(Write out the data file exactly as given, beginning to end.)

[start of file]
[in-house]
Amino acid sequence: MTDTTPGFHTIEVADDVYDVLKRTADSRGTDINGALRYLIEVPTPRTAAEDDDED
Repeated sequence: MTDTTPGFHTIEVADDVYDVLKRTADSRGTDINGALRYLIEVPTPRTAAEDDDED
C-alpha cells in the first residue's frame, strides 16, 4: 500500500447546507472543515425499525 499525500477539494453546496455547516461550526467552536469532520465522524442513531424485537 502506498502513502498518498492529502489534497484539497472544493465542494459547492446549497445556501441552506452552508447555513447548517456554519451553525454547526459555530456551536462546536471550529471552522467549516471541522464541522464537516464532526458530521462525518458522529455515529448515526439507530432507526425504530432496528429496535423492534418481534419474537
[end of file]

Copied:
[in-house]
Amino acid sequence: MTDTTPGFHTIEVADDVYDVLKRTADSRGTDINGALRYLIEVPTPRTAAEDDDED
Repeated sequence: MTDTTPGFHTIEVADDVYDVLKRTADSRGTDINGALRYLIEVPTPRTAAEDDDED
C-alpha cells in the first residue's frame, strides 16, 4: 500500500447546507472543515425499525 499525500477539494453546496455547516461550526467552536469532520465522524442513531424485537 502506498502513502498518498492529502489534497484539497472544493465542494459547492446549497445556501441552506452552508447555513447548517456554519451553525454547526459555530456551536462546536471550529471552522467549516471541522464541522464537516464532526458530521462525518458522529455515529448515526439507530432507526425504530432496528429496535423492534418481534419474537